Written by: Watcharapong Suwandumrong
Source: The Verge
Tesla just made its one millionth car this month (March 2021), this red model Y is a significant mark of Tesla hitting the first critical milestone. It took more than 12 years for Tesla to hit one million car target since the release of the Roadster, the first Tesla’s consumer car back in 2008 .
Interestingly, the future growth rate is much more astonishing, Tesla delivered almost 500,000 cars in year 2020 alone and with the exponential growth of sales projection to reach one million car sales in 2021 topped up with huge leap to over 40+ millions sales in 2040. This projection is indeed ambitious but also supported by continue expansion of Gigafactory in Shanghai and Fourth (and growing) Gigafactory near Berlin in Germany plus the growing trend of CO2 emissions resection by banning new sale of Internal Combustion Engine (ICE) vehicles around the world in 2030-2040.
Even though the growing numbers of EVs market are attractive, this rapid growth raise an interesting challenging question on how supply chain, especially cathode materials use to make an EV’s lithium-ion battery pack, could catch up with this aggressive growth?
The main powertrain of electric vehicle is Lithium-ion battery and different auto makers select different cathode chemistry. While the main choice is NMC (Lithium, Nickel, Manganese, Cobalt oxides - LiNixMnyCozO2), Tesla Model 3 use NCA (Lithium, Nickel, Cobalt, Aluminum – LiNixCoyAlzO2) cathode composition that can deliver High Energy Density, Long Cycle Life, and good Charge performance.
The estimation of metals consumption to make one Lithium-ion battery pack per Tesla car is;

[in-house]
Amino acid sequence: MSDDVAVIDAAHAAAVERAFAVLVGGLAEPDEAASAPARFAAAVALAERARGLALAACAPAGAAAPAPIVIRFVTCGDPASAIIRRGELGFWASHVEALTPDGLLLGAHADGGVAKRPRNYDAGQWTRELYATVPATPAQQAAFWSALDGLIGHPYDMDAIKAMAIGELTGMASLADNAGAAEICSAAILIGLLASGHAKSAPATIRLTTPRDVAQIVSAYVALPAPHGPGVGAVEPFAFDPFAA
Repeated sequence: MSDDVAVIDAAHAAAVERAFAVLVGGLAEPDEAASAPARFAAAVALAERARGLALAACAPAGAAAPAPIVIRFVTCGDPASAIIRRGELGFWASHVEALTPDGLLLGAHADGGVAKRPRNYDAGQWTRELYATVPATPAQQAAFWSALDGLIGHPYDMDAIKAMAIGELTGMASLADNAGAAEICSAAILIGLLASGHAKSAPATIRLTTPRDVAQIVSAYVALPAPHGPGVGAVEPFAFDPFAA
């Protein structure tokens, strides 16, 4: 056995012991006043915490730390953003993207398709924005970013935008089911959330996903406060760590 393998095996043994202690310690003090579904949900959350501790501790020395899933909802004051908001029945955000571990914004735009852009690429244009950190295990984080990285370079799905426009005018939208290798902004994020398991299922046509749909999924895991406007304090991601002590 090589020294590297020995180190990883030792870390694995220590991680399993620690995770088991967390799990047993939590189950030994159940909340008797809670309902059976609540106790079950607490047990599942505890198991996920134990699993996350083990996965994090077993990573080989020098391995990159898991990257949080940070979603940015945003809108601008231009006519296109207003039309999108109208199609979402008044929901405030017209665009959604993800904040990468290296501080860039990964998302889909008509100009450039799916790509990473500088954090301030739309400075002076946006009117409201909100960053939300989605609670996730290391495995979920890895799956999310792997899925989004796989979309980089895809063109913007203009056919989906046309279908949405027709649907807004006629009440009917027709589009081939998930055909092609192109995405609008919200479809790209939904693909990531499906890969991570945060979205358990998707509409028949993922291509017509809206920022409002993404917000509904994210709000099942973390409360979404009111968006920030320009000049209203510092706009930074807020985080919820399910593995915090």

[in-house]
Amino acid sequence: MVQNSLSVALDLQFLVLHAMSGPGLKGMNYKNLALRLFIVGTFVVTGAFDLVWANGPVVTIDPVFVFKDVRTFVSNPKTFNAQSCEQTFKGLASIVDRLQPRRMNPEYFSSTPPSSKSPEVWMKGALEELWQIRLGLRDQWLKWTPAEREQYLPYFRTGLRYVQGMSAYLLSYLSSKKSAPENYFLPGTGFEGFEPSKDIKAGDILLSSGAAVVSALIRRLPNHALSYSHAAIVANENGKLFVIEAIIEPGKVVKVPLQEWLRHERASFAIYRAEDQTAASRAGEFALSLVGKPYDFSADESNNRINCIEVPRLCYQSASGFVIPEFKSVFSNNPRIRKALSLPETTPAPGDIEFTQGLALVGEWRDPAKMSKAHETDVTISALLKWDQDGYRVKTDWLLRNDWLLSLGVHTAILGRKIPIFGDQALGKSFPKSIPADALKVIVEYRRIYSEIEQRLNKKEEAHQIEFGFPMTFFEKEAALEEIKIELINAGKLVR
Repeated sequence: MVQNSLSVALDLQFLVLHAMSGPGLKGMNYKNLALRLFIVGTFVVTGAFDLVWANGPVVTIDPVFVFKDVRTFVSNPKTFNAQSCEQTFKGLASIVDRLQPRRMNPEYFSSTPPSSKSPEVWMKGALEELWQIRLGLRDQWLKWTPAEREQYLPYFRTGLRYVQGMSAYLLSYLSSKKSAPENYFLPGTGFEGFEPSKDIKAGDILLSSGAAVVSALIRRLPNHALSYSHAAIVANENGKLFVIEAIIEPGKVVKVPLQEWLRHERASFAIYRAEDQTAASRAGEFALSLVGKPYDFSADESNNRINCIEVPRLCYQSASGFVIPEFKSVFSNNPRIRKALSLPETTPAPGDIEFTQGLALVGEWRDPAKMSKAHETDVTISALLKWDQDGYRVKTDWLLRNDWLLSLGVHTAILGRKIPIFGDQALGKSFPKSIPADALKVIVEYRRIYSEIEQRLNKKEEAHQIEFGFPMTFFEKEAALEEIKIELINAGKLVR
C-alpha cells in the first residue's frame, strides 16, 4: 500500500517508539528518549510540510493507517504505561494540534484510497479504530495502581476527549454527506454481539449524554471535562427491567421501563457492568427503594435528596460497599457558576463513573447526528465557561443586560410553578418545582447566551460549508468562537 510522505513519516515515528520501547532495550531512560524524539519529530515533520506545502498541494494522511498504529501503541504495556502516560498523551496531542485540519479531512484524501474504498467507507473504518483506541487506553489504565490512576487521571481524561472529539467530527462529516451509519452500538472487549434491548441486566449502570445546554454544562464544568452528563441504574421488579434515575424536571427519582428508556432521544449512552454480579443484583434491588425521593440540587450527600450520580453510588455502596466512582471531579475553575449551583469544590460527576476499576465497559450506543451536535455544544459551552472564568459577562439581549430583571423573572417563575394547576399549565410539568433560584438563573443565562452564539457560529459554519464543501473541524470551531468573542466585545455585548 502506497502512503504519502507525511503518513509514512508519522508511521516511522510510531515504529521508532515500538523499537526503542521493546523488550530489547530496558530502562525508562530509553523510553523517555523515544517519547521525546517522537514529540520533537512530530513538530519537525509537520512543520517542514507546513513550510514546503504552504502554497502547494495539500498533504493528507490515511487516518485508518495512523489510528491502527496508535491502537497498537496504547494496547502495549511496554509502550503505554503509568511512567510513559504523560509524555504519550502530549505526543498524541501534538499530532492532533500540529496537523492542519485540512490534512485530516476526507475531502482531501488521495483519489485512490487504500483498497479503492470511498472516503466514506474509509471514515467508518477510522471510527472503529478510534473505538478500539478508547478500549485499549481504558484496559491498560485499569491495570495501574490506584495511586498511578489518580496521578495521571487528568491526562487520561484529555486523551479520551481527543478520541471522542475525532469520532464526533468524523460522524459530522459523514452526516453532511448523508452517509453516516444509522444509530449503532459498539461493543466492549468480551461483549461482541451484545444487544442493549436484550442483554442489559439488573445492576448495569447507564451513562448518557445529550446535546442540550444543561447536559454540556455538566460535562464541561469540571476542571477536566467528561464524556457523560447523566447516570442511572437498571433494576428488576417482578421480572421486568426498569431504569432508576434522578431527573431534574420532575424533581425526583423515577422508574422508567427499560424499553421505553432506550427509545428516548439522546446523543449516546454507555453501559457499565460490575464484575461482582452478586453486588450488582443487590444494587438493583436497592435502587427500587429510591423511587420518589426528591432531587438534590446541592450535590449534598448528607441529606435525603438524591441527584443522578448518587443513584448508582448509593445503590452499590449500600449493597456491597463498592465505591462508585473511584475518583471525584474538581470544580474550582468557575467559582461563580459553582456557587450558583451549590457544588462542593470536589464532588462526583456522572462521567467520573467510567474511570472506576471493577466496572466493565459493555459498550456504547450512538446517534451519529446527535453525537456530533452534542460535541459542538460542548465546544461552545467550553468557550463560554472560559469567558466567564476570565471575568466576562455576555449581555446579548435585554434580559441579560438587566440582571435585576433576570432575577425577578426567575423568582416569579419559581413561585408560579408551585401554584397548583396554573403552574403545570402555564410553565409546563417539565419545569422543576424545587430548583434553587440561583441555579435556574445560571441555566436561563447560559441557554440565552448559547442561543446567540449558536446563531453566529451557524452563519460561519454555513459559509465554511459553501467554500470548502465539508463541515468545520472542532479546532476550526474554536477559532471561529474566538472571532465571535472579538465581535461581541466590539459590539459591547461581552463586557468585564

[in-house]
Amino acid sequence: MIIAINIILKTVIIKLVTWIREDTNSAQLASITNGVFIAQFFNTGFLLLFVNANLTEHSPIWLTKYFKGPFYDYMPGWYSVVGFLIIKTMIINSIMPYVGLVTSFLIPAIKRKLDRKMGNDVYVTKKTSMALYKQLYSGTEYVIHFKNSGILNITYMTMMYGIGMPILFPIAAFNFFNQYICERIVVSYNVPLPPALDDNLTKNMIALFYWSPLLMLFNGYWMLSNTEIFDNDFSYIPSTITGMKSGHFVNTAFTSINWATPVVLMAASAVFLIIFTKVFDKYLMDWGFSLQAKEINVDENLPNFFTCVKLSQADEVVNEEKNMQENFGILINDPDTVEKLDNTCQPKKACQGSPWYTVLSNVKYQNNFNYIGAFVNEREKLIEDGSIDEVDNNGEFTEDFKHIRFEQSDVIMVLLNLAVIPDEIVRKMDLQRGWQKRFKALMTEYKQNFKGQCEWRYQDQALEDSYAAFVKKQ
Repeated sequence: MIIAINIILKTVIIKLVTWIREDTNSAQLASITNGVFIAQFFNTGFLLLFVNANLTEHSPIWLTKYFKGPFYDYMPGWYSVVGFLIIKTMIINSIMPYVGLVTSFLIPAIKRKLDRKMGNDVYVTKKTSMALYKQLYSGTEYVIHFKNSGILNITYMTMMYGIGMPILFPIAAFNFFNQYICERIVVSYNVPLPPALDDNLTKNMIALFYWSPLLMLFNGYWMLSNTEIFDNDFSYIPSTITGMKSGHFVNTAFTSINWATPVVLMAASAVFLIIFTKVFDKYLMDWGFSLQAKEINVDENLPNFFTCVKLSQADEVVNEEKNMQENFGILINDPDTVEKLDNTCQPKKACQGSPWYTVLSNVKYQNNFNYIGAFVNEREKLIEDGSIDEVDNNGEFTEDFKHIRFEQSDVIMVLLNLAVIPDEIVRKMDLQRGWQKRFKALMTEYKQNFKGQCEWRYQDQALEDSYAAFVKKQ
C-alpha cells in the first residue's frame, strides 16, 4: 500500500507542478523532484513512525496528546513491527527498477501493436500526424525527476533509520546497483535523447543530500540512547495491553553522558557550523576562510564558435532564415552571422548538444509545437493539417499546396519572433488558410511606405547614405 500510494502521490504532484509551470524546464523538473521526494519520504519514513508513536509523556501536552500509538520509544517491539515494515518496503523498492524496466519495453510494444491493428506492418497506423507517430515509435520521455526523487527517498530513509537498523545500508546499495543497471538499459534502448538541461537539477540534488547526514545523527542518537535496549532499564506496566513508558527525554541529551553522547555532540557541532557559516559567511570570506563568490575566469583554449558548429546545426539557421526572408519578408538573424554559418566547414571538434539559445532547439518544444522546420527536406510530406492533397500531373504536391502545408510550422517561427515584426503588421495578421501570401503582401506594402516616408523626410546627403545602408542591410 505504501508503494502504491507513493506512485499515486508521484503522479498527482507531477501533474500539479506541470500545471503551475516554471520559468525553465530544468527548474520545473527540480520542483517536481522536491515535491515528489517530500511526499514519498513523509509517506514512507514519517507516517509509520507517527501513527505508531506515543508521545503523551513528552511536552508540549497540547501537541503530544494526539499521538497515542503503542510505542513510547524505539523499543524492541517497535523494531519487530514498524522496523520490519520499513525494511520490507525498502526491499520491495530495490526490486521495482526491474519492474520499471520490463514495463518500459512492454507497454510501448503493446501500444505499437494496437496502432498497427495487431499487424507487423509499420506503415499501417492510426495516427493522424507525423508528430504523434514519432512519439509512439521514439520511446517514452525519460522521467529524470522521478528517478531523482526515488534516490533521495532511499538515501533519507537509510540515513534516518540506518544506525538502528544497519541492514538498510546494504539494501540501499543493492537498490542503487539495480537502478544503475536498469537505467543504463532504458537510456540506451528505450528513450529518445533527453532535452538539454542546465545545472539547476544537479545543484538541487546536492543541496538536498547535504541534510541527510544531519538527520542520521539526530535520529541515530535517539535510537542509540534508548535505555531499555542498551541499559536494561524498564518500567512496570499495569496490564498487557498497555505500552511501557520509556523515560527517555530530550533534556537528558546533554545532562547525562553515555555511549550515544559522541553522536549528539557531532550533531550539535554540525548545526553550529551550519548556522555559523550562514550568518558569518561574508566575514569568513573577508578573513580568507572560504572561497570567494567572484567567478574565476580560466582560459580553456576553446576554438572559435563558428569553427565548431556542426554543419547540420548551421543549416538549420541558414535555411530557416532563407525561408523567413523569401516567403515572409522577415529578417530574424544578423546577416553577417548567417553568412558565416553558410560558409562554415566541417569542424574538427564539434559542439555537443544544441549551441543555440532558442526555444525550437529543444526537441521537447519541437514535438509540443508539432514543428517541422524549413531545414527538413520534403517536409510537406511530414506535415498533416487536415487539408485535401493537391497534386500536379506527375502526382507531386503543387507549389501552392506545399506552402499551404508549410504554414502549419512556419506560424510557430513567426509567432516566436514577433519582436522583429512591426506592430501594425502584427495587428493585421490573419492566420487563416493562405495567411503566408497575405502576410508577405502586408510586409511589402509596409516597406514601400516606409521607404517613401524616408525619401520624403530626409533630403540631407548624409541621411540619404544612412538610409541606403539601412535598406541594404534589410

Lithium – 12 Kg, Nickel – 81 Kg, Cobalt – 15 Kg, Aluminum – 2 Kg
Looking from the supply side, considering the probability of supply shortage and scarcity of those four metals, Aluminum and Nickel are far less to be concerned comparing to Lithium and Cobalt. As Aluminum is 7th most abundant metals on earth with 64 million tons production per year and Nickel production is 2.7 million tons per year with 78 million tons reserve.
On the other hand, the current production capacity of Lithium is only 0.077 million tons despite the reserve of 94 million tons due to the challenges of mining facilities expansion with huge CAPEX, specific technical challenges that effect the return on investment, and negative impact to environment and long-term sustainability.
While Cobalt production is 0.14 million tons with the reserve of 7.1 million tons due to no native Cobalt in nature and most production is yielded by by-product. Additionally, Cobalt is mined all over the world but 50-60% of the production of global supply chain comes from the Democratic Republic of the Congo (DRC) which facing huge threat in political unstability, on going waging internal conflicts, and abuse of child labors.
From the demand side, as the estimation of EV sales will hit 26 Millions in 2030 and 54 Millions in 2040, the Lithium and Cobalt demand in 2030 will be Lithium – 312,000 tons (LCE), Cobalt – 390,000 Tons and 2040 will be Lithium – 648,000 Tons (LCE), Cobalt – 818,000 tons respectively.
Comparing demand from the estimated figure of Lithium and Cobalt, the world might face the challenge of supply shortage of Lithium (Demand 312,000 tons - Supply 77,000 tons) and Cobalt (Demand 390,000 tons - Supply 140,000 tons) much sooner than 2030
As the growth rate of mining production of Lithium and Cobalt has not exceed two digits numbers for more than a decade, expanding the supply of those metals to meet with market demand will be challenging.
Despite the slow growth rate and challenges in Lithium and Cobalt mining capacity expansion that may cause potential metals shortage in the near future, there are major changes happening in the industries from both players in supply and demand side.
From the demand side, the cell manufacturers and automakers are well-aware of potential Cobalt shortage issue, and continuously finding new technologies to drive down the cobalt contents in Cathode materials with the target of Cobalt-free battery.
From the supply side, Lithium supply security has become a top priority for technology companies, alliances and joint ventures among technology companies and exploration companies continued to be established. Emerging technologies for better Lithium extraction are gaining traction with great potential for large-scale adoption in real world mining application.
Rising demand of Lithium and its potential challenges
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